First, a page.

Writers have batted around a trade idea that would send Kevin Love to the Bulls in exchange for Boozer, Jimmy Butler, former first-round pick Nikola Mirotic and a future first-round pick that the Bobcats owe Chicago. That one seems a non-starter now that new Wolves exec Flip Saunders has worked to strengthen the team's relationship with Love, and it doesn't sound like a proposal the teams ever considered anyway.
The Bulls played well in the postseason without Deng, leading to speculation that he could be the centerpiece of a deal this summer. The Cavaliers and Pistons have apparently expressed interest in Deng already, but it's unclear what it would take to get a deal done. The Bulls would probably want to reduce their payroll, and both Cleveland and Detroit will have the cap room to facilitate an uneven exchange of salaries. I'd be surprised if Chicago gave up Butler, who emerged as a force on the perimeter this season and has two more years left on his rookie deal. Mirotic is another young, cheap asset, even if it's unclear when he'll make the move to the NBA.
Butler's emergence helps make parting ways with Richard Hamilton an easy choice. The Bulls are expected to waive the 35-year-old former All-Star by July 10th, allowing them to save $4MM on his cap hit for next season. Injuries held Hamilton back from becoming the reliable starting two-guard the team signed him to be, but even when he was healthy and the Bulls were in need of help in the postseason, Thibodeau rarely called on him.
With Rose and Hamilton out of the picture and Butler pressed into duty at small forward in place of Deng, the Bulls rode with Nate Robinson and Marco Belinelli as their starting backcourt in the playoffs. Both exceeded expectations, particularly Robinson, who was a minimum-salary signee. The Bulls have Non-Bird rights on both, allowing them to go no more than 120% over their salaries from this past season to re-sign them, unless Chicago dips into its mid-level exception. As a team in line to pay the tax, the Bulls will only have the $3.183 taxpayer's mid-level, which might be enough for one of them, but not both. Chicago has Non-Bird rights on backup center Nazr Mohammed, too, but he's unlikely to return unless he agrees to another minimum-salary deal.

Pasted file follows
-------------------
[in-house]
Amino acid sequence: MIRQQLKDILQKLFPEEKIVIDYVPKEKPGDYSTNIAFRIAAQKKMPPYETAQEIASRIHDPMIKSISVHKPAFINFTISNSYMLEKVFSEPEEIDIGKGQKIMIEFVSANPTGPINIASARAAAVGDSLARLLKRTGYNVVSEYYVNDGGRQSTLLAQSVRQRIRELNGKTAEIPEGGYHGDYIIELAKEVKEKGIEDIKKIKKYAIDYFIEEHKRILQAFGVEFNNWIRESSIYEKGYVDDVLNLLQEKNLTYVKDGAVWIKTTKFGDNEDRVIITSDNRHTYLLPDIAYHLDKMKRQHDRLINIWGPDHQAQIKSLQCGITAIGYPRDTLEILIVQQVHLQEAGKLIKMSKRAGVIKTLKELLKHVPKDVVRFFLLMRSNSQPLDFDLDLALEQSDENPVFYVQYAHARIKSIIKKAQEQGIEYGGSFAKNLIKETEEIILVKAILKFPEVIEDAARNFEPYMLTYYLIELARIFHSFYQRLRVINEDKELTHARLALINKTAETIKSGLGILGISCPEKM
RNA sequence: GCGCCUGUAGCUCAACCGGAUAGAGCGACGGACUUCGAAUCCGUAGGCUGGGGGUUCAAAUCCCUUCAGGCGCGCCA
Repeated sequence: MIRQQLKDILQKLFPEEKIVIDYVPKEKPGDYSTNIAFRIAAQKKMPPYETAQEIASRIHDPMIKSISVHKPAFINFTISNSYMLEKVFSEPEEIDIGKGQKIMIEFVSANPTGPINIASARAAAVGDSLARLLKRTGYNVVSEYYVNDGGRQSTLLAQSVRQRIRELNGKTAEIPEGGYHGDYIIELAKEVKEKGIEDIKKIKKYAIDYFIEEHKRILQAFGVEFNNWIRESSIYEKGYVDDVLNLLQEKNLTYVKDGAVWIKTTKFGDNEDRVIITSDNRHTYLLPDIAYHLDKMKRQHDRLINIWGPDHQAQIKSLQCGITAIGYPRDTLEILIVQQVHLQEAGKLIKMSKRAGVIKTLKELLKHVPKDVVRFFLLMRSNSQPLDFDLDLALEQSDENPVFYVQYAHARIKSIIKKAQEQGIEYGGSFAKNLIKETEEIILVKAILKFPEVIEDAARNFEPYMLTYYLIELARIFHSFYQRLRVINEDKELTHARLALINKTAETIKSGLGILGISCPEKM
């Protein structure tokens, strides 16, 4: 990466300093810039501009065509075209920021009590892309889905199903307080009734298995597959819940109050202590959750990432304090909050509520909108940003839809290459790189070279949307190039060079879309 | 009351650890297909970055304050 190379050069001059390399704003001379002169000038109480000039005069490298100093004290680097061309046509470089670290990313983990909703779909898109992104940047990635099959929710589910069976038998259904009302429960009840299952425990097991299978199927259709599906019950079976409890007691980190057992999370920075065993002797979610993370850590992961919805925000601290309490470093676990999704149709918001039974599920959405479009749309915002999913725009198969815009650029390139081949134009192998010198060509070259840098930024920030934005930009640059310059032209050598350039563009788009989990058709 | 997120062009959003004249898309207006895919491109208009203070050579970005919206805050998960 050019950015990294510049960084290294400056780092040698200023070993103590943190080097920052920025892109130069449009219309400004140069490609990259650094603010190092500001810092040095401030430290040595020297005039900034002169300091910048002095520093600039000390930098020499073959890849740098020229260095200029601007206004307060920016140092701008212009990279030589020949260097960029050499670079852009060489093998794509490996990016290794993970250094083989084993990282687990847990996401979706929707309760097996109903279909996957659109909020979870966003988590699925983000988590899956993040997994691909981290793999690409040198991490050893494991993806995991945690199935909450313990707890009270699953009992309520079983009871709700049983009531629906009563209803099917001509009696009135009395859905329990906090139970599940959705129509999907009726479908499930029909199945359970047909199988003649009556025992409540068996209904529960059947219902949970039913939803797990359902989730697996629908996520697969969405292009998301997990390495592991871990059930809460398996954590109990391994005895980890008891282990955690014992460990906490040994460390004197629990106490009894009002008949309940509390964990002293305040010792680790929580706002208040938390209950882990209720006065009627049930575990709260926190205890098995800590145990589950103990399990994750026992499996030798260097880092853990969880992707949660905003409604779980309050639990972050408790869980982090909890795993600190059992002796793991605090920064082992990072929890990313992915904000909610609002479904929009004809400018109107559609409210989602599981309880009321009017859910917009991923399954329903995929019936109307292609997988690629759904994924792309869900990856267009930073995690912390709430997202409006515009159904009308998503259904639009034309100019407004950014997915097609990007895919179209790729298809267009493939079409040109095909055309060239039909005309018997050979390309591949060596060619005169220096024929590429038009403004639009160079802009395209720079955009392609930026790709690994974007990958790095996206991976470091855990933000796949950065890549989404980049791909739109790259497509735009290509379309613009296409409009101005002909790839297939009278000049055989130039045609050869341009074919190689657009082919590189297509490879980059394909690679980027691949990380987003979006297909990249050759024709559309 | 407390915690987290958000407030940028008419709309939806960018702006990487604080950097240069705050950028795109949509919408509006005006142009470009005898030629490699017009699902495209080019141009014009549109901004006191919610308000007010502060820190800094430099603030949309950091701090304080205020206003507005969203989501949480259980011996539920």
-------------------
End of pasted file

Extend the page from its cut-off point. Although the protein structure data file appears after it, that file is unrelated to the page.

The Bulls would have to make a drastic move to significantly improve their roster this summer. Forman identified a return to health as the team's primary offseason goal, and the return of Rose should vault the Bulls into some level of title contention. If they keep the core of the team together, they won't enter next season as favorites, but they'll probably have a chance. Unless they get a trade offer they can't bear to turn down, the Bulls seem like they'll give this group one more try and gauge a changing NBA landscape next summer.
- Hamilton's contract becomes fully guaranteed if he's not waived on or before July 10th.
- Thomas' contract becomes guaranteed for $250,000 if he's not waived on or before July 24th, and for $500,000 if he's not waived on or before December 9th.
- The cap hold for Mirotic, the 23rd pick in the 2011 draft, is equal to 100% of the rookie scale amount for the 23rd pick in this year's draft.
- No, Scalabrine isn't on the Bulls' payroll, and he wasn't last season, either. He's still listed as a cap hold because Chicago has yet to renounce his rights after he played on a minimum-salary deal in 2011/12. The Bulls were over the cap last summer, and it's likely they'll remain so this offseason. Unless they intend to dip below the cap line and use their space, there will be no reason to renounce their rights to Scalabrine, or any of their free agents who go unsigned this summer.